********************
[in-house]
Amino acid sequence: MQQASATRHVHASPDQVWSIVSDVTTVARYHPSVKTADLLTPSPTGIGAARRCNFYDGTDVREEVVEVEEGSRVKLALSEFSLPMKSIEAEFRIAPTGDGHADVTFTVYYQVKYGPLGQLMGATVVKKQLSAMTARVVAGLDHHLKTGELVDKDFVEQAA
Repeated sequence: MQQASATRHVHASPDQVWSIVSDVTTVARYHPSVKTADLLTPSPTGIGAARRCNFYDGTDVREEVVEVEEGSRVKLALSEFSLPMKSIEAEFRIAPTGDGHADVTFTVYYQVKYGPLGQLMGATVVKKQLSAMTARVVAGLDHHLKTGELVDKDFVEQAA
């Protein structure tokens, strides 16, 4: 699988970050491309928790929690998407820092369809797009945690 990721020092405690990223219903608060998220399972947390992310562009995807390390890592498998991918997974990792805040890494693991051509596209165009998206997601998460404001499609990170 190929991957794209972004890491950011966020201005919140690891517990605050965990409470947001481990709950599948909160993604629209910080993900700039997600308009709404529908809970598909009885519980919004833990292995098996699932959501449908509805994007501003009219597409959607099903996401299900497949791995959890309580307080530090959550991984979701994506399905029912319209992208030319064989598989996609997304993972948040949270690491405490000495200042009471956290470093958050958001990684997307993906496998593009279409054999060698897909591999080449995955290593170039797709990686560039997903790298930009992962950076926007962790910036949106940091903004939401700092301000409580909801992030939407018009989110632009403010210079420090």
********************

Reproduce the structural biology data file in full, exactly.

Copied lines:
[in-house]
Amino acid sequence: MQQASATRHVHASPDQVWSIVSDVTTVARYHPSVKTADLLTPSPTGIGAARRCNFYDGTDVREEVVEVEEGSRVKLALSEFSLPMKSIEAEFRIAPTGDGHADVTFTVYYQVKYGPLGQLMGATVVKKQLSAMTARVVAGLDHHLKTGELVDKDFVEQAA
Repeated sequence: MQQASATRHVHASPDQVWSIVSDVTTVARYHPSVKTADLLTPSPTGIGAARRCNFYDGTDVREEVVEVEEGSRVKLALSEFSLPMKSIEAEFRIAPTGDGHADVTFTVYYQVKYGPLGQLMGATVVKKQLSAMTARVVAGLDHHLKTGELVDKDFVEQAA
């Protein structure tokens, strides 16, 4: 699988970050491309928790929690998407820092369809797009945690 990721020092405690990223219903608060998220399972947390992310562009995807390390890592498998991918997974990792805040890494693991051509596209165009998206997601998460404001499609990170 190929991957794209972004890491950011966020201005919140690891517990605050965990409470947001481990709950599948909160993604629209910080993900700039997600308009709404529908809970598909009885519980919004833990292995098996699932959501449908509805994007501003009219597409959607099903996401299900497949791995959890309580307080530090959550991984979701994506399905029912319209992208030319064989598989996609997304993972948040949270690491405490000495200042009471956290470093958050958001990684997307993906496998593009279409054999060698897909591999080449995955290593170039797709990686560039997903790298930009992962950076926007962790910036949106940091903004939401700092301000409580909801992030939407018009989110632009403010210079420090």